This direct-to-disc release, recorded in the church sanctuary of Blue Heaven Studios, is so fresh and pure... Talk about up to audiophile standards! The immediacy, the dynamics - slam and delicacy alike - are just so startlingly real. There's nothing lost. It's positively lifelike.
Cutting engineer Kevin Gray, using Blue Heaven's Neumann VMS 70 lathe with an Ortofon cutter head and amplifiers, and recording engineer Katsu Naito have made available for your playback the closest thing possible to a live, in-person performance. With direct-to-disc recording, the signal from the microphone is transmitted directly to the cutter head, which then cuts the grooves into a raw lacquer. There's no middleman. No tape. No tape hiss. No distortion or other artifacts inherent in any other type of recording.
And the music? It's killer! The session was recorded the weekend of the 12th annual Blues Masters at the Crossroads in October 2009.
Singer Howard Tate cracked the R&B Top 20 three times in the late 1960s, left music and endured hardship and anonymity for nearly 30 years and beginning in the early 2000s returned to his rightful place as one of America's most revered soul performers.
In the mid-'60s, Garnet Mimms urged producer Jerry Ragovoy to check out Tate, and from 1966 to 1969 Tate and Ragovoy recorded about 10 singles, the first for the Utopia label, the rest for Verve. "Ain't Nobody Home" (1966), "Look At Granny Run Run" (1966) and "Stop" (1967), all written or co-written by Ragovoy, each charted R&B Top 20. But to rock audiences, Tate was best known as the original performer of "Get It While You Can," which became one of Janis Joplin's signature tunes. Tate's debut album, Get It While You Can, was released in 1966 to tremendous acclaim. Rolling Stone called the album "a spectacular showcase of suave, muscular good-powered singing, heavily influenced by Sam Cooke, with a joyous, shrieking falsetto that became Tate's trademark."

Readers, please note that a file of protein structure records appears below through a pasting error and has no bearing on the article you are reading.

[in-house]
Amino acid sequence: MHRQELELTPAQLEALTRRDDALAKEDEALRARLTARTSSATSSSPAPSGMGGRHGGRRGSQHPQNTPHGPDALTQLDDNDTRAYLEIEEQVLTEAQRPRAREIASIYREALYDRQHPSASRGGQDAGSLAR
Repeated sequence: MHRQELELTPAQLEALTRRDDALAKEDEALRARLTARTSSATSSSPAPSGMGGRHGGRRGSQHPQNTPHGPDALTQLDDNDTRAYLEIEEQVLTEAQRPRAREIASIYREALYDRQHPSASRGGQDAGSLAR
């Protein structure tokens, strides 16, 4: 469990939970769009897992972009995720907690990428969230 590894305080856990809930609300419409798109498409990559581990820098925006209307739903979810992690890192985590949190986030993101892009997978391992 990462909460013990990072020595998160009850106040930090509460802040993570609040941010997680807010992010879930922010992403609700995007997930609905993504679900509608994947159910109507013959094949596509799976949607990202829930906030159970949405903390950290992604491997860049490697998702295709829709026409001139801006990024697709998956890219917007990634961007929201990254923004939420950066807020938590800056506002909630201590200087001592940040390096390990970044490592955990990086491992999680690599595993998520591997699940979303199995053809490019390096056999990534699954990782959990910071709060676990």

Music luminaries have recognized and celebrated Tate's trademark voice throughout the years, with Elvis Costello calling him "the missing link between Jackie Wilson and Al Green." Among the well-known musicians that have covered songs originally recorded by Tate are Joplin ("Get It While You Can"), Jimi Hendrix ("Stop"), Hugh Masekela ("Stop"), B.B. King ("Ain't Nobody Home"), Ry Cooder ("Look At Granny Run Run") and Grand Funk Railroad ("Look At Granny Run Run").